is Assistant Professor of History at Brock University, and from 2005-2015 was a Tier II Canada Research Chair in Digital Humanities. He is the author of Emergence and Empire (2013), which received the Gertrude K. Robinson prize.
is Emeritus Professor at Solent University and Honorary Professor at University College, London. He has published extensively on early-modern Anglo-Italian subjects and now works on the legacy of ancient Egypt in Shakespearean England. He is a Commendatore dell’Ordine della Stella della solidarietà italiana.
is Hall Distinguished Professor of British History Emeritus at the University of Kansas; he was formerly a Fellow of Peterhouse, Cambridge, and of All Souls College, Oxford; and a Visiting Professor at the Committee on Social Thought of the University of Chicago. His best known books are English Society 1660-1832 and Thomas Paine: Britain, America, and France in the Age of Enlightenment and Revolution.
is co-editor and contributing author of What Should Schools Teach: Disciplines, Subjects and the Pursuit of Truth
Marie Kawthar Daouda
is Stipendiary Lecturer in French, Oriel College, Oxford. She studied French and English literature at La Sorbonne and at the Université de Bretagne Occidentale, and is the author of L’Anti-Salomé, représentations de la féminité bienveillante au temps de la Décadence (1850-1920).
is professor of Military History at the University of Buckingham, and a Fellow of the Royal Historical Society. His thirteen books include The Indian Mutiny (2002), Victoria’s Wars (2006), Operation Thunderbolt (2015) and Crucible of Hell (2020). Website: www.sauldavid.co.uk
Ruth Dudley Edwards
is a D.Litt. of the National University of Ireland, and an honorary D.Litt. from Queen’s University Belfast. She won the Prize for Irish Historical Research for her biography of Patrick Pearse and the James Tait Black Memorial Prize for Biography in 1987. Among her recent work is The Seven: The Lives and Legacies of the Founding Fathers of the Irish Republic (2016). She has served as Chairwoman of the British Association for Irish Studies, and has a Facebook free-speech page and is on Twitter at @RuthDE.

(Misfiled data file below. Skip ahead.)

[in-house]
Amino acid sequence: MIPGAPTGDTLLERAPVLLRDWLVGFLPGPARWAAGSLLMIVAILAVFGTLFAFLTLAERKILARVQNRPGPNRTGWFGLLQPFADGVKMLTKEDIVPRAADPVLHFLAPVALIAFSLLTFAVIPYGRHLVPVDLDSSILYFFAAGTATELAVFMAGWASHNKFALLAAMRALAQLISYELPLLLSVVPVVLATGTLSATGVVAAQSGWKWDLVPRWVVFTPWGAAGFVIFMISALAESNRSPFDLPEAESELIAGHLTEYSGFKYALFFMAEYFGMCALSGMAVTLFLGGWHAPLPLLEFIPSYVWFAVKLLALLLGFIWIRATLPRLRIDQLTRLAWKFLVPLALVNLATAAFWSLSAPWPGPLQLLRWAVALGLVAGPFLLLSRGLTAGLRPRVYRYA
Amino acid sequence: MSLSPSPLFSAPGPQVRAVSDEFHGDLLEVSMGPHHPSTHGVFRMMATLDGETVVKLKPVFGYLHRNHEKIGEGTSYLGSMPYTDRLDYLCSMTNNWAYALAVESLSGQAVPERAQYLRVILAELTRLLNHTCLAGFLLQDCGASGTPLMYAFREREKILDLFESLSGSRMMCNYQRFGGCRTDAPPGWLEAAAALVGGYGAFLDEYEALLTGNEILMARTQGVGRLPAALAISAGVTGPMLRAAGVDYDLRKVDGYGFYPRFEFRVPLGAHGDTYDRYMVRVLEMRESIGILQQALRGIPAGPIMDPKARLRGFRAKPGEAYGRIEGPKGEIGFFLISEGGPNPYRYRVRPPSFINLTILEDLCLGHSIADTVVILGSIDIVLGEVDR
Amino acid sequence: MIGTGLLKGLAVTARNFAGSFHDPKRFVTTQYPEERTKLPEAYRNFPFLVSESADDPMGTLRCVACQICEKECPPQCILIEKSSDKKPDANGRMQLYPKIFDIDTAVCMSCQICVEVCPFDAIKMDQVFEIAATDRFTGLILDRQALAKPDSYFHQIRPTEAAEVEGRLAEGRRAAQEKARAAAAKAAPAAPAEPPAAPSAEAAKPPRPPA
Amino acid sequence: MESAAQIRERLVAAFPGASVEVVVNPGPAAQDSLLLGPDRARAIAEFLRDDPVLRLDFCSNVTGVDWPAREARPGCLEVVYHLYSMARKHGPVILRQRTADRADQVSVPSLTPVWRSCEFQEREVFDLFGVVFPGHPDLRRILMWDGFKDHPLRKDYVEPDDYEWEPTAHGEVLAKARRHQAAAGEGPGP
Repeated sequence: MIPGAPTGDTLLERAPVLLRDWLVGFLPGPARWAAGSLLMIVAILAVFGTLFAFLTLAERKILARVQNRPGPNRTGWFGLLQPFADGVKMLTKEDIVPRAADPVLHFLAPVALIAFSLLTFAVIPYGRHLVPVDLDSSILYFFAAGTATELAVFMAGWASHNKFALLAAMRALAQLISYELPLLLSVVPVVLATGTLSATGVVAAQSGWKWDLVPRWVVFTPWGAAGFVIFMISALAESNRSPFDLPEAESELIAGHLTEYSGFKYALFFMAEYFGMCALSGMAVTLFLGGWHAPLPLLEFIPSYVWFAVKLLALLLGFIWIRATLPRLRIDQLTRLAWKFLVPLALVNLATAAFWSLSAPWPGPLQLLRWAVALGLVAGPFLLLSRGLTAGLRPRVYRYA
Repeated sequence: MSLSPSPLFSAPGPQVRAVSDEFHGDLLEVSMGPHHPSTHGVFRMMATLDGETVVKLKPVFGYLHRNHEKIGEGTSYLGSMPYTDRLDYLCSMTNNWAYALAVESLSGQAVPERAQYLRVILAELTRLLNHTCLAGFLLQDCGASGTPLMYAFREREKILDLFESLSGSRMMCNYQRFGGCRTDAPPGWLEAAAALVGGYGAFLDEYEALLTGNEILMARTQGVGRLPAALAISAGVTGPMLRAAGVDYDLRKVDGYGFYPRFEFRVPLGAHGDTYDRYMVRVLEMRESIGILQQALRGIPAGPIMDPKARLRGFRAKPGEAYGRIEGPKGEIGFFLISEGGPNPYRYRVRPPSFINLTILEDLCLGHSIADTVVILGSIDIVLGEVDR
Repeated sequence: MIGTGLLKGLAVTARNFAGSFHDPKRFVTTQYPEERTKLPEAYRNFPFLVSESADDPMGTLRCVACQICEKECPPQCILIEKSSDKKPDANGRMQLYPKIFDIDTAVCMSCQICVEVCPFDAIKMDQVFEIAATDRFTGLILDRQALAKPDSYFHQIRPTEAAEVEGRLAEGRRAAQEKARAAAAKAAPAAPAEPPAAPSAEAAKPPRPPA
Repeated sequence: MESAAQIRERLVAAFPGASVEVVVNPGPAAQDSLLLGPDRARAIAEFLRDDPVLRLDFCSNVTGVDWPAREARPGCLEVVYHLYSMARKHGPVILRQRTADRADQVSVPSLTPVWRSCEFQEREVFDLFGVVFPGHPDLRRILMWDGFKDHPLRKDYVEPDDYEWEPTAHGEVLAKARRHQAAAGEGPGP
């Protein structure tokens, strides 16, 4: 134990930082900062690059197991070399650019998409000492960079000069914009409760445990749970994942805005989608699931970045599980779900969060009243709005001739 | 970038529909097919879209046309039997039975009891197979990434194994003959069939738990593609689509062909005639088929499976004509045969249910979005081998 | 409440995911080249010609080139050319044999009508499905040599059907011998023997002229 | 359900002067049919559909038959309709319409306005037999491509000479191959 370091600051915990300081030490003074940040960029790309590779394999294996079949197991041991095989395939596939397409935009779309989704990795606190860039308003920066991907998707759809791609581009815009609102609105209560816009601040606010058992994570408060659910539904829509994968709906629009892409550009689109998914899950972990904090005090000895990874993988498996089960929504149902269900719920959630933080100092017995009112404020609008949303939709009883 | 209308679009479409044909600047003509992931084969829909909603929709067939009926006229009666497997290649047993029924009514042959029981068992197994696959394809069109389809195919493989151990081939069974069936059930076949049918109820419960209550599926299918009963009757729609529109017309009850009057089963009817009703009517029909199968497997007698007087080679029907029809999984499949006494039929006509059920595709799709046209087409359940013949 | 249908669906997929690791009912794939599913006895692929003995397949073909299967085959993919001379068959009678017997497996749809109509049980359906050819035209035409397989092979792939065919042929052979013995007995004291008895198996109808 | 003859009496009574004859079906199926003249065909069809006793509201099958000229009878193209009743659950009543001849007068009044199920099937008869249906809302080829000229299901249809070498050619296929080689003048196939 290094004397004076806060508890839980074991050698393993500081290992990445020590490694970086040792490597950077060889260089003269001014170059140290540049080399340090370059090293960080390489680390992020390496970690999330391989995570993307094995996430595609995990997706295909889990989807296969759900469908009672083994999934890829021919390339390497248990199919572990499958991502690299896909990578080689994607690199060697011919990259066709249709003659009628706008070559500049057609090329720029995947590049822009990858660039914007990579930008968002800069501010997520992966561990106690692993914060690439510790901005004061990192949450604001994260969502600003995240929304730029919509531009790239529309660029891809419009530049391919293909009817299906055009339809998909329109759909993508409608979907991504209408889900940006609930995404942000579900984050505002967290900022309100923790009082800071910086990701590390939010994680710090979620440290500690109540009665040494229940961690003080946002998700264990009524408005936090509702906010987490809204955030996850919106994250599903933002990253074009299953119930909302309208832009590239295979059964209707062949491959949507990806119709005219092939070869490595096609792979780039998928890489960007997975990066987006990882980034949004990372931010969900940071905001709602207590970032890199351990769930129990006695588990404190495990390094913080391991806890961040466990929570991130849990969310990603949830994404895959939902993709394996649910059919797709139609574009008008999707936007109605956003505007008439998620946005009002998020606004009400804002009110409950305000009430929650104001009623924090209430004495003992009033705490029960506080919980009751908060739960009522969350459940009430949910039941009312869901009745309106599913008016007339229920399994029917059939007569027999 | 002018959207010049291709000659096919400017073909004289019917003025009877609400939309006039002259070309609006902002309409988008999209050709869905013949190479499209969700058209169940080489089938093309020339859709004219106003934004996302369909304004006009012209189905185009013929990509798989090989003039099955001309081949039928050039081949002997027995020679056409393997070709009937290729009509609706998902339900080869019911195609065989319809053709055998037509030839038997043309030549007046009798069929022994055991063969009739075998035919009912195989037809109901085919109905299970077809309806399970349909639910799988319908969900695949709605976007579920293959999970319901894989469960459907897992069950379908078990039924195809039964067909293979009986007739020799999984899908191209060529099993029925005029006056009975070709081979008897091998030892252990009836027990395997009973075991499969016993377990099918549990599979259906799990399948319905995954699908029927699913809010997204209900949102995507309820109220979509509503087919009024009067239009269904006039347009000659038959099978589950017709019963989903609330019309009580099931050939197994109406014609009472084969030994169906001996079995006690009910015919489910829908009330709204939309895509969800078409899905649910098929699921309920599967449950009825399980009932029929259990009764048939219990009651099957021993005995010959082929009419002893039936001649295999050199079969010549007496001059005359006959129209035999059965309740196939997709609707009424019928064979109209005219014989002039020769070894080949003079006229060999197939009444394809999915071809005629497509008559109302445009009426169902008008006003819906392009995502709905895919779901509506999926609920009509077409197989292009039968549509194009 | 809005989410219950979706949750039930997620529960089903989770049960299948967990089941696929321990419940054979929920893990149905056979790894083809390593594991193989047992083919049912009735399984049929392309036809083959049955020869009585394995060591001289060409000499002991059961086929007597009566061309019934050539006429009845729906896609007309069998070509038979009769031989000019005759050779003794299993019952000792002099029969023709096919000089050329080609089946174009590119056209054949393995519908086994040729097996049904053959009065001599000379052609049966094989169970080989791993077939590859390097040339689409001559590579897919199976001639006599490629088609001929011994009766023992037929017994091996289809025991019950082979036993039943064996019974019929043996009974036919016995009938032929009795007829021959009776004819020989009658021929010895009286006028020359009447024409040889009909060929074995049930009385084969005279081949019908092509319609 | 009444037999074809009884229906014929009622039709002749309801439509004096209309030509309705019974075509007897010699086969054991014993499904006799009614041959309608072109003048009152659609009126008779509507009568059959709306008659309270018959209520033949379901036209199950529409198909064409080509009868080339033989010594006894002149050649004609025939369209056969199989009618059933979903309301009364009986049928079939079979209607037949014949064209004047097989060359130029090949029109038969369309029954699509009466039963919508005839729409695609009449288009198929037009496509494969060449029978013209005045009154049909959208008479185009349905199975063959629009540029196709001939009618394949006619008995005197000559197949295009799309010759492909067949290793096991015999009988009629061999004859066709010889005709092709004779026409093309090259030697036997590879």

is Professor of Canadian history at Trent University in Peterborough, Canada. He writes on Canadian political, cultural, and intellectual history. His most recent books include Unbuttoned: A History of Mackenzie KIng’s Secret Life (2017) and No Place for the State (2020) and he is the creator and host of the Canadian history podcast 1867 & All That.
is Professor of Politics and Public Administration at Ryerson University (Toronto, Canada) as well as Senior Fellow at the Bill Graham Centre for Contemporary History at the University of Toronto. His recent books include Prime Ministerial Power in Canada: Its Origins under Macdonald, Laurier and Borden (2017) and Embattled Nation: Canada’s Wartime Election of 1917 (2017, with David MacKenzie) and an edited volume, The Unexpected Louis St-Laurent: Politics and Policies for a Modern Canada (2020). He is the founder of The Literary Review of Canada and for many years was President of the Champlain Society.
Brad Faught, FRHistS
is Professor and Chair, Department of History & Global Studies, Tyndale University, and Senior Fellow, Massey College, University of Toronto. His works include Kitchener: Hero and Anti-Hero (2016) and Cairo 1921: Ten Days that Made the Middle East is forthcoming
is Milbank Family Senior Fellow at the Hoover Institution, Stanford University, and a senior faculty fellow of the Belfer Center for Science and International Affairs at Harvard. He is the author of sixteen books, the latest of which is Doom: The Politics of Catastrophe (2021). He holds the Benjamin Franklin Award for Public Service.
is Senior Lecturer in Economic History and International Studies at Leiden University, The Netherlands. He has published widely on Iberian, Mediterranean, and Global History, is a founding editor of the Journal of Global Slavery, and a co-editor of the Studies in Global Slavery book series for Brill. Fynn-Paul won the European History Quarterly Prize in 2016. In 2020, his Spectator article “Myth of the Stolen Country” went viral, enraging large swathes of academic twitter. His book on the history of European-New World encounters will be published by Post Hill Press in 2022.